GOVERNMENT CONTRACTING INSIGHTS CONTRACTING
Contractors Face New Reporting Requirements
The Federal Acquisition Regulatory Council released an interim rule in August implementing part of the 2019 National Defense Authorization Act. It describes two sets of compliance obligations that deserve close attention from current and prospective government contractors.
The rule covers the portion of Section 889, subsection (a)(1)(A), that prohibits the federal government from acquiring certain telecommunications equipment or services from Huawei, ZTE and other Chinese companies. Specifically: “The head of an executive agency may not … procure or obtain or extend or renew a contract to procure or obtain any equipment, system, or service that uses covered telecommunications equipment or services as a substantial or essential component of any system, or as critical technology as part of any system.”
Its provisions apply to new solicitations issued on or after Aug. 13 and any resulting contracts, as well as to contracts that are awarded on or after Aug. 13, even if the solicitations preceded that date.
The second part of Section 889 implementation, sections (a)(1)(B) and (b)(1), goes into effect on Aug. 13, 2020. Regulations for those sections remain pending within the government, but the definitions and waiver process established by (a)(1)(A) will be instructive for those regulations as well.
The rule adopts statutory text to define “covered telecommunications equipment or services,” with no changes. It does, however, import an expansive definition of “critical technology,” borrowed from the Foreign Investment Risk Review Modernization Act, or FIRRMA. The law applies at all dollar values and to purchases of commercial and commercially available off-the-shelf items.
There are still open questions.
“Substantial or essential component” is defined, but only broadly as “any component necessary for the proper function or performance of a piece of equipment, system, or service.” Each agency will have to determine which components meet that definition for purposes of compliance. Seeking additional clarification through the comment period could be important.
“Critical infrastructure” is not defined at all, even though the definition of “covered telecommunications equipment” includes equipment produced by Hytera, Hikvision, or Dahua used for “physical security surveillance of critical infrastructure.” However, we expect that the government would likely borrow the definition of critical infrastructure from FIRRMA: “Systems and assets, whether physical or virtual, so vital to the United States that the incapacity or destruction of such systems or assets would have a debilitating impact on national security.”
The rule imposes a two-step certification process that presents serious new risks for government contractors. First, in connection with work after Aug. 13, and later as part of the System for Award Management profile, contractors will be required to represent whether they sell material or services that include covered telecommunications equipment or services.
Second, if they respond that they do, then they must make separate, detailed, offer-by-offer disclosures in connection with bids for contracts and for task and delivery orders.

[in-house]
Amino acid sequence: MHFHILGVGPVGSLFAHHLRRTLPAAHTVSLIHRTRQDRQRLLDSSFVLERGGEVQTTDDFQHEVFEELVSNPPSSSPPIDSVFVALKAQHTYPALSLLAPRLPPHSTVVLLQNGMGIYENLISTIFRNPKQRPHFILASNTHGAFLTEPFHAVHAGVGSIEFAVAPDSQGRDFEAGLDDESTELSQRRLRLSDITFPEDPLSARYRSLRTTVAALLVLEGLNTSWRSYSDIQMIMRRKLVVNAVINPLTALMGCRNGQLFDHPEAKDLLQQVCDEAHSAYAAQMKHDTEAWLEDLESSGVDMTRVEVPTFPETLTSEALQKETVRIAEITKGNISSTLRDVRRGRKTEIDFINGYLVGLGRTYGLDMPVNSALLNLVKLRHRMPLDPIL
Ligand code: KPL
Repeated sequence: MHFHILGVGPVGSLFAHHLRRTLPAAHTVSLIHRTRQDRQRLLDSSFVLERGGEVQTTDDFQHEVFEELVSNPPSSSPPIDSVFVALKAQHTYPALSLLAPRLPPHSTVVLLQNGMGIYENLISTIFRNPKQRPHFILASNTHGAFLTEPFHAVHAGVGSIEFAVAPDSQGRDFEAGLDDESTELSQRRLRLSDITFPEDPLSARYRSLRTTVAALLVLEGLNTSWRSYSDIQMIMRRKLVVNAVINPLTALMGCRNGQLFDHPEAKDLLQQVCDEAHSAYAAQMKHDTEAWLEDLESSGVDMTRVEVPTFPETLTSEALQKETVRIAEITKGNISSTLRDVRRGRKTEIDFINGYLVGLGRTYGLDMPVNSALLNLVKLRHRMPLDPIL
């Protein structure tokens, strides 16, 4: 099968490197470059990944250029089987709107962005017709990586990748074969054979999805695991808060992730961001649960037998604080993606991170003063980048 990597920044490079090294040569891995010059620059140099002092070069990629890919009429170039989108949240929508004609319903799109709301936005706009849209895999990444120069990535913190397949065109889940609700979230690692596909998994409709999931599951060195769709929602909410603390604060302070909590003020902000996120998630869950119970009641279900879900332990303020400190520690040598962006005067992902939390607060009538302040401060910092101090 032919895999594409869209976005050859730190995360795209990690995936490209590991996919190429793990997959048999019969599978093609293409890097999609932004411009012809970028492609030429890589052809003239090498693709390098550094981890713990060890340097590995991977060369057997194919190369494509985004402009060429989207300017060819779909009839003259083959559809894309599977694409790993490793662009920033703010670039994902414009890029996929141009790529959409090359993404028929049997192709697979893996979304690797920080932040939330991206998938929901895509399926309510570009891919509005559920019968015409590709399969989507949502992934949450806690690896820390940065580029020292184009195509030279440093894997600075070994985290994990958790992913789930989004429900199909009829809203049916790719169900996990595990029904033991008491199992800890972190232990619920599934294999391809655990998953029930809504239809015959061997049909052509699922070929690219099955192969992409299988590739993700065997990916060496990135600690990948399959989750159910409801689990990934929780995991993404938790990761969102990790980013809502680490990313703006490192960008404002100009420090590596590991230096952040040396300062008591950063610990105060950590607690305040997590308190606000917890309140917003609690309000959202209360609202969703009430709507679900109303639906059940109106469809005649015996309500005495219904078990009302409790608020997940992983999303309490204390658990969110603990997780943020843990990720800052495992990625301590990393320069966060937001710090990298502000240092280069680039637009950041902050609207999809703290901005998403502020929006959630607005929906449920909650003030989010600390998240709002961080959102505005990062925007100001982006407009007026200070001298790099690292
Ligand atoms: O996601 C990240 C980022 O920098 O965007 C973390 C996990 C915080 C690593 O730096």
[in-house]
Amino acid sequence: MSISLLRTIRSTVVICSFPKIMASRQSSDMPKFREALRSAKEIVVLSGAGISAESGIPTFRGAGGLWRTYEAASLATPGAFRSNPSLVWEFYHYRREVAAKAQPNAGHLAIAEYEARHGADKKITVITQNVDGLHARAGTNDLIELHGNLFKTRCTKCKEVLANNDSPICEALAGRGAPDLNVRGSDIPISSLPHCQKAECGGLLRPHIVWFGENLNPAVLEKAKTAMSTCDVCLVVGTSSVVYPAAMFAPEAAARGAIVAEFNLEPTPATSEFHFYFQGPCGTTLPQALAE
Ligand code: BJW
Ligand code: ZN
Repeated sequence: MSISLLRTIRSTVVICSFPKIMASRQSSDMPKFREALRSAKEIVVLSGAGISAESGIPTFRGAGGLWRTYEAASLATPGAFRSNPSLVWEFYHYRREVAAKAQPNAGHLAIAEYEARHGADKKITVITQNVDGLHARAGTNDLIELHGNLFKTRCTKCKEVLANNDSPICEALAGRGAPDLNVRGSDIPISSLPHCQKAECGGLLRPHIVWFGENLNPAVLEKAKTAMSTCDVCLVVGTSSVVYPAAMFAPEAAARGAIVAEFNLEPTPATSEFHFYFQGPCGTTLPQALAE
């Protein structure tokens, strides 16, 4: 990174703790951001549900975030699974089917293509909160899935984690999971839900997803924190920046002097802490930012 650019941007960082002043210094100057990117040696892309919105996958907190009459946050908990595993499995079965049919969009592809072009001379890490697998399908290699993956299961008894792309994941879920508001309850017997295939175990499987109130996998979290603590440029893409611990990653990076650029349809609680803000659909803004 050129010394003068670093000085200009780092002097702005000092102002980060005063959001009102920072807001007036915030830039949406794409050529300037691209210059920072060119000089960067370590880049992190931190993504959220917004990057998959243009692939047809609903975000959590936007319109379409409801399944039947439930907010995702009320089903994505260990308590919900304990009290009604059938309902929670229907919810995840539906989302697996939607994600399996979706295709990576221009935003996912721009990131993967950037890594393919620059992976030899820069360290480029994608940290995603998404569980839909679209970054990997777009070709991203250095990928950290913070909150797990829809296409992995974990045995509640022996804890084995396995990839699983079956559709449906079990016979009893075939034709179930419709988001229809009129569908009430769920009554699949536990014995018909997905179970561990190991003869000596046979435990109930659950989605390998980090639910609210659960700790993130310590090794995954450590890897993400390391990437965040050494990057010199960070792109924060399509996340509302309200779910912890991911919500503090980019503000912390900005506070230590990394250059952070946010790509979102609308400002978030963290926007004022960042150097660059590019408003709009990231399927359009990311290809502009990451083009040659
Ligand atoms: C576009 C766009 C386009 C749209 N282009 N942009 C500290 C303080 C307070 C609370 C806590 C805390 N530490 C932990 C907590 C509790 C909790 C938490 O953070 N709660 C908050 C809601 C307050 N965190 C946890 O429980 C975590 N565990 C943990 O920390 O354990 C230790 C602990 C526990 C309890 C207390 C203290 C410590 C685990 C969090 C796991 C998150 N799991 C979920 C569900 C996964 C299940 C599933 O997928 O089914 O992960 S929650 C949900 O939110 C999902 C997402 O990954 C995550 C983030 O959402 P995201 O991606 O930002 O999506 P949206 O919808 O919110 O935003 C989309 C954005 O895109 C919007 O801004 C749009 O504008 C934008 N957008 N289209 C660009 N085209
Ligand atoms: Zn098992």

This system of certifications meaningfully expands the scope of risk associated with due diligence in acquisitions, and broadens potential exposure to the False Claims Act and other anti-fraud statutes.
However, the representations could also have a potential upside in terms of justifying an exclusion or waiver. The preamble explains that the information provided in the representation will help the government determine if a waiver request may be appropriate. The head of an executive agency may, on a one-time basis, waive the requirements for section (a)(1)(A) for up to two years if the entity seeking the waiver provides a “compelling justification” for the additional time needed to implement the requirements.
Organizations seeking a waiver will be required to submit to the head of the executive agency for which they are intending to contract with a “full and complete laydown” of the presence of covered equipment or services in the supply chain and a “phase-out” plan to eliminate those elements from the supply chain.
The rule creates a severe reporting regime with aggressive deadlines: “In the event the contractor identifies covered telecommunications equipment or services used as a substantial or essential component of any system, or as critical technology as part of any system, during contract performance, or the contractor is notified of such by a subcontractor at any tier or by any other source, the contractor shall report the information … to the contracting officer … [and] in the case of the Department of Defense, the contractor shall report to the” Defense Industrial Base Network.
An initial report is due within one business day, with a follow-up report due in 10 business days. The contractor must report any covered equipment, systems or services discovered during contract performance in a fairly high level of detail, and must flow this requirement down to subcontractors.
Additionally, the “notified” aspect of this reporting requirement is broad, and is not qualified by thresholds like “credible” information. Because it captures notification by “any other source,” it is conceivable that the government could impose a constructive notice requirement on contractors, or could take the position that open-source news reporting triggers the reporting requirements.
Jeffrey Bozman is an associate, Susan Cassidy is a partner and Samantha Clark is special counsel at Covington & Burling LLP.